What qualifies an employee to be exempt? What makes an employee non-exempt? What difference does it make? Do I really need to classify my employees as one or the other? So many questions that can cause quite a headache if not answered correctly and completely understood by the employer and the employee. Here’s some clarity.

Exempt and non-exempt are worker categories that determine whether an employee is to be paid overtime. The Fair Labor Standards Act establishes the guidelines for exempt and non-exempt workers. An exempt employee is not entitled to overtime while a non-exempt employee is entitled to overtime, typically at a rate of time and a half above the regular hourly wage.

How does an employer determine a worker’s category? A three-question test, that’s how.

Worker Classification Test

Question One: Is your employee paid a minimum of $35,568 per year?
Question Two: Is your employee paid a consistent salary based on a standard work schedule?
Question Three: Are your employee’s job duties executive, administrative, or professional?

Interpreting the Results

If you answered YES to all three of these questions, then your employee is exempt from earning overtime wages. If you answered NO to even one of these questions, then your employee is classified as non-exempt and overtime pay is required.

Definition of Job Duties

Hang on a minute…. how does an employer know if the employee is performing executive, administrative, or professional duties? Here’s how. Executive duties are defined as having the main responsibility of managing workers and offering feedback that impacts the members of the team. Some examples include hiring, firing, job promotions, etc. A manager at a restaurant, or a supervisor of a retail store are some examples of an executive employee.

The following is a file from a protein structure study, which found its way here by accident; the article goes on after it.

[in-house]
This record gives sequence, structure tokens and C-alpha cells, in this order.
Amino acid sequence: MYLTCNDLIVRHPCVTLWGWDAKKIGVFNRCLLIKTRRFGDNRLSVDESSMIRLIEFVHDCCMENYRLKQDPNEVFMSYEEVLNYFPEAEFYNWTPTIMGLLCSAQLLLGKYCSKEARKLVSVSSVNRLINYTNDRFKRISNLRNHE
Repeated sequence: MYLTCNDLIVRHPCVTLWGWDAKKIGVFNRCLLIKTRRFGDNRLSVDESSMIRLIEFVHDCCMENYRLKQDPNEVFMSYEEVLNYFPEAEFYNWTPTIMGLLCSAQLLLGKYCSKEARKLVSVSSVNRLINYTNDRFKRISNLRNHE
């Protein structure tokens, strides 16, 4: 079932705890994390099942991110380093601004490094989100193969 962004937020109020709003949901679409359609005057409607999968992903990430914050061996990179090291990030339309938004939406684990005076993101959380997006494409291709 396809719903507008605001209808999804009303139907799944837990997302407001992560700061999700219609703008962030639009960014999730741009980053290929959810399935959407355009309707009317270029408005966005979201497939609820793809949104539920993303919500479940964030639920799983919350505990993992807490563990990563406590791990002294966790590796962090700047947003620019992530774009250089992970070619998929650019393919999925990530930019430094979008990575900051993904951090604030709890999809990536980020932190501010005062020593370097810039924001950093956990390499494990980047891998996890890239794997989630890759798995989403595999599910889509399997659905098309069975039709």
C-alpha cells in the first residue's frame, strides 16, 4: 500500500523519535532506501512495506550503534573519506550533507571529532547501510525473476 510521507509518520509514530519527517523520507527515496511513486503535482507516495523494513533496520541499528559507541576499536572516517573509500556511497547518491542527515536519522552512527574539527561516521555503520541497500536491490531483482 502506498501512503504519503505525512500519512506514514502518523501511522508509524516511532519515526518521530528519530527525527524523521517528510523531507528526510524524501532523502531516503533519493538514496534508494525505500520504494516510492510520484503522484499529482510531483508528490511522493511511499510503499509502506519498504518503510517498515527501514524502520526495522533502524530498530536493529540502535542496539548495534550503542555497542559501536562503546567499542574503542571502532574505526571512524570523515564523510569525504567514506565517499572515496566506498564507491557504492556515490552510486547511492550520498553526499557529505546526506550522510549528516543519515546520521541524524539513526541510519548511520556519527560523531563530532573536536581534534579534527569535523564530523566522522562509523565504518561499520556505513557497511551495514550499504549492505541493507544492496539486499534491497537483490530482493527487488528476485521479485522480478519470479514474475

Administrative duties are those occupations that work on business support teams, such as being in a role of operations, accounting, or human resources. These duties are those that keep the company up and running.

Professional duties are professions that are learned, usually by attending additional education beyond high school. Examples of this classification would be a doctor, an attorney, or a teacher. Professionals can also have jobs based off of the employee’s talent. Some examples of this would be an actor or musician.

The professionals at Roi Advisers have created this helpful chart to assist employers in correctly determining the category of workers.


What is the big deal? Does it really make a difference as to how your employees are classified? Yes, it does! If an employer does not correctly identify the type of worker the employee belongs in, fines and penalties are possible. Additionally, the employer is responsible for backpay for all extra hours worked for up to three years of all misclassified workers at the overtime rate of pay, time and a half. This can be a very costly mistake that can lead to businesses closing their doors permanently.

If the business owner is still unsure of a worker’s classification, it is best to err on the side of caution, and pay the employee as a non-exempt worker, thus paying for overtime, if applicable. This will eliminate the possibility of back wages being owed to employees as well as additional penalties assessed, not to mention, an ease of mind for the employer.